(Originally posted to the Community section of MyMedia)
Since Casey Affleck just won an Oscar for Best Actor, and Mel Gibson’s movie was nominated for 8 Oscars, this seems timely:
“Gibson and Affleck are a reminder that when we say, “Women who accuse men of hurting them are lying in order to ruin the men’s careers,” we are not only victim blaming, we are also engaging in a myth. Because hurting women often does not hurt men’s careers — not if they’re rich enough and white enough.
“…the biggest difference between Parker’s story and Gibson and Affleck’s stories is that Gibson and Affleck are wealthy, well-connected, and white. Gibson has been a Hollywood superstar for decades. Affleck isn’t as well known as the other Affleck, but the other Affleck is his brother.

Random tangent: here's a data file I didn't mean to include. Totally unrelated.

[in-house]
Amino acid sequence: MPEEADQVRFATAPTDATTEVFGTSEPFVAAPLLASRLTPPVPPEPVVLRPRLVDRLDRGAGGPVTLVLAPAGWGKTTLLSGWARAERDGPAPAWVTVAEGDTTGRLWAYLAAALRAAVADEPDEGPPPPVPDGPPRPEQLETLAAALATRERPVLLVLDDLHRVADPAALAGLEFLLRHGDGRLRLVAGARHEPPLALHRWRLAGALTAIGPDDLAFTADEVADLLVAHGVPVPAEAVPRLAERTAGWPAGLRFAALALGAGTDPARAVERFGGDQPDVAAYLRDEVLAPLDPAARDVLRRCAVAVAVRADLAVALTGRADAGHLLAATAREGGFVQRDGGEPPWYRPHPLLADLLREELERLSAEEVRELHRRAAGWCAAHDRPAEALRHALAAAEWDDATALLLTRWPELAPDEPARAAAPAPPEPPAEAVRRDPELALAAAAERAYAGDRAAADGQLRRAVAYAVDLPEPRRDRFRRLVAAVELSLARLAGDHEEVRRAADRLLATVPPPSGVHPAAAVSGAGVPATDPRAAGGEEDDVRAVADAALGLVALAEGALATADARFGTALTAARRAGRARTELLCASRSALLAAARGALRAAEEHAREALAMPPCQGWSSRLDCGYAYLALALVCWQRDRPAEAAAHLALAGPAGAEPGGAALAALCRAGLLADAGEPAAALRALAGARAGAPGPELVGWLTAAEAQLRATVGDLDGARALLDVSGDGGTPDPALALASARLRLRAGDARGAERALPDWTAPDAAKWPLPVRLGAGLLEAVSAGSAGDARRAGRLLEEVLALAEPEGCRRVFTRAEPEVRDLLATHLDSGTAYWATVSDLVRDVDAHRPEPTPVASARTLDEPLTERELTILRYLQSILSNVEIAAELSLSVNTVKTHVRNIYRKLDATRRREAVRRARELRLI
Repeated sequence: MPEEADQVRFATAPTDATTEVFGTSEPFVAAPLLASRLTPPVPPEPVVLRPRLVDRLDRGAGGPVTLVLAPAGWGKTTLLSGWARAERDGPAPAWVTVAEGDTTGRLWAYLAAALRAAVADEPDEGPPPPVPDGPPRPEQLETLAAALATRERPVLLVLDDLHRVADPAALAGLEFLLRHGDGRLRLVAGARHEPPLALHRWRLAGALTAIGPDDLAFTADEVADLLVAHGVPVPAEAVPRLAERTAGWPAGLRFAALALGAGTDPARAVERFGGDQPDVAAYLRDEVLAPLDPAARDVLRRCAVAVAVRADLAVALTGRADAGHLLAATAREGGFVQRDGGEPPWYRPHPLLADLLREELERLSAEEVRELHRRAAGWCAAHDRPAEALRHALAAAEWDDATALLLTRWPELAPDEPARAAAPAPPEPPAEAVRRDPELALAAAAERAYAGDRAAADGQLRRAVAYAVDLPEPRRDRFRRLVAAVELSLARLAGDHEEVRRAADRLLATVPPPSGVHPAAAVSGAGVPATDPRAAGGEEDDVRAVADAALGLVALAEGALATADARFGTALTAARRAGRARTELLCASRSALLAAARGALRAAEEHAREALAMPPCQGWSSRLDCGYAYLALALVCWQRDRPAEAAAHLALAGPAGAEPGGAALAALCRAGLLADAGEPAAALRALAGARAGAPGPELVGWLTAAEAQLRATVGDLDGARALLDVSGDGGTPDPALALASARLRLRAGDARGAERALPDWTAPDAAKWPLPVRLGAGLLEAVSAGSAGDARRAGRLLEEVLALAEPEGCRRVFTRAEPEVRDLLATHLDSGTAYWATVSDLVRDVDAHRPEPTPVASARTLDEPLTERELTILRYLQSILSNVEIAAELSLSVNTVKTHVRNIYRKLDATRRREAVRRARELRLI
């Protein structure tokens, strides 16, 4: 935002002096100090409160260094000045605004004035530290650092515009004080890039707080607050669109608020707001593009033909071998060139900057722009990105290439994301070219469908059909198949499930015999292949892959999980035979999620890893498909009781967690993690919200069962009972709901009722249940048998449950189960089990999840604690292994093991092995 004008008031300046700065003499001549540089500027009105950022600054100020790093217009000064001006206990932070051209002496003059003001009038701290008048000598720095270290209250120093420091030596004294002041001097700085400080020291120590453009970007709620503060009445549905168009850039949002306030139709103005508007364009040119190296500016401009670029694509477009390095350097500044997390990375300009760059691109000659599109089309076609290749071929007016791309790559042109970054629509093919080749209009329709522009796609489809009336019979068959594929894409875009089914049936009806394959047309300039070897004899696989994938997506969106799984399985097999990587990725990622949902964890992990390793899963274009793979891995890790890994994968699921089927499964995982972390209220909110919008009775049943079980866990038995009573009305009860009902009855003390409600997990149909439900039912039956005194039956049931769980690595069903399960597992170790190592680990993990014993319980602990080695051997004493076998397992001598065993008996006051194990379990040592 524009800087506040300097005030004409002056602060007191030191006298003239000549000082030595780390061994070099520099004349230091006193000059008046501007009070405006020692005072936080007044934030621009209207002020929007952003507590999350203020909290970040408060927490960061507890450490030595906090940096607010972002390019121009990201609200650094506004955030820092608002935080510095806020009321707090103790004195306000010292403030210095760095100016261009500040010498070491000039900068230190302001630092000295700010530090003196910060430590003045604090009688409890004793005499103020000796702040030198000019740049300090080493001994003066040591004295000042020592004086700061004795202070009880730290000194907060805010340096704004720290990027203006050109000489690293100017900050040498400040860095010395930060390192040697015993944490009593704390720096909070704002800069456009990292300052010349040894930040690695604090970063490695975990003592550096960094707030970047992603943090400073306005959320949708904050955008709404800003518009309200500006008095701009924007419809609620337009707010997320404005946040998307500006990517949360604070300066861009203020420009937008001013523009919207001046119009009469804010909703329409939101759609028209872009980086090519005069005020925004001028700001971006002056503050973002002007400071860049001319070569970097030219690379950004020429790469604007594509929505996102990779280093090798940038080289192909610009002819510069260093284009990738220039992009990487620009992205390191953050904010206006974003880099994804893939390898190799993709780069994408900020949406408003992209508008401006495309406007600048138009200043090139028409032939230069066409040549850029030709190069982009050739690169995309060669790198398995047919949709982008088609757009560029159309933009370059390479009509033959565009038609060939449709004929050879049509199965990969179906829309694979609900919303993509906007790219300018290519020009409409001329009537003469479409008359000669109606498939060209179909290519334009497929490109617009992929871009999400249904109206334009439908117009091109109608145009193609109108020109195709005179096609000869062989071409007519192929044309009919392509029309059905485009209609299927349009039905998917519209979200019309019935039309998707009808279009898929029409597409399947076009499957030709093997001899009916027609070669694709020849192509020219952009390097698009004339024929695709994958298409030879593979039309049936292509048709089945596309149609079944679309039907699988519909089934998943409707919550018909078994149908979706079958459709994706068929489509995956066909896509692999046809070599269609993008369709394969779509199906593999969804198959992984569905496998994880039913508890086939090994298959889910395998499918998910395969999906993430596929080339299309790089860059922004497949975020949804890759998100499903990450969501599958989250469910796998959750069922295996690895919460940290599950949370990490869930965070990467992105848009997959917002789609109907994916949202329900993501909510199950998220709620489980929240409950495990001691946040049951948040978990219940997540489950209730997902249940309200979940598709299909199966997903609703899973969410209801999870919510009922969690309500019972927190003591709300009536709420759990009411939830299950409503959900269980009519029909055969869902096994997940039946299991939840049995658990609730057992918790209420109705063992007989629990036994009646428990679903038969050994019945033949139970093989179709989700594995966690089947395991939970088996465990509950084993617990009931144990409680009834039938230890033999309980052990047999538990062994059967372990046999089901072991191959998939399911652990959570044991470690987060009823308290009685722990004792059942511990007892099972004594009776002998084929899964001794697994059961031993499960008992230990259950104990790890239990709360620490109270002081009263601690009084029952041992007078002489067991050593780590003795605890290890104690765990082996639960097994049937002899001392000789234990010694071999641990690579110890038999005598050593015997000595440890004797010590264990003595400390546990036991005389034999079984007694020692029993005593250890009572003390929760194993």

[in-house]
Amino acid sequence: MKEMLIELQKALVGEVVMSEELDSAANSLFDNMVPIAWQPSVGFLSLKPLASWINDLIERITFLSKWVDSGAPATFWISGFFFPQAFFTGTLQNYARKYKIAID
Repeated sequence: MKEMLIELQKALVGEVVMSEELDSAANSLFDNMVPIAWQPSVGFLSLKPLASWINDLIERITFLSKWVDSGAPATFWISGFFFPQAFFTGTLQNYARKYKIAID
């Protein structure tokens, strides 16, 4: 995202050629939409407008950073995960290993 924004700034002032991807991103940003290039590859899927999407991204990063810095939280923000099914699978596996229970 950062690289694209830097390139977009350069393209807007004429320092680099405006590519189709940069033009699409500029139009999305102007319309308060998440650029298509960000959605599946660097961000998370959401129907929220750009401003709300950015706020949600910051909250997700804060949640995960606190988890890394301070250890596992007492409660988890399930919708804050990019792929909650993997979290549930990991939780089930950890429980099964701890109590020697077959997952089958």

“Parker’s story fit neatly into that old American horror story of the pure and innocent white woman menaced by the sexually aggressive black man — that story that so neatly combines misogyny and racism — which imbued it with staying power.”
Lest we forget: this happens in all fields, and at all levels. From politicians, to sport stars, to CEO’s–to the manager who simply knows his female employee has no recourse but to put up with his grabby hands and demeaning words, or be out of a job–qualifications and performance be damned.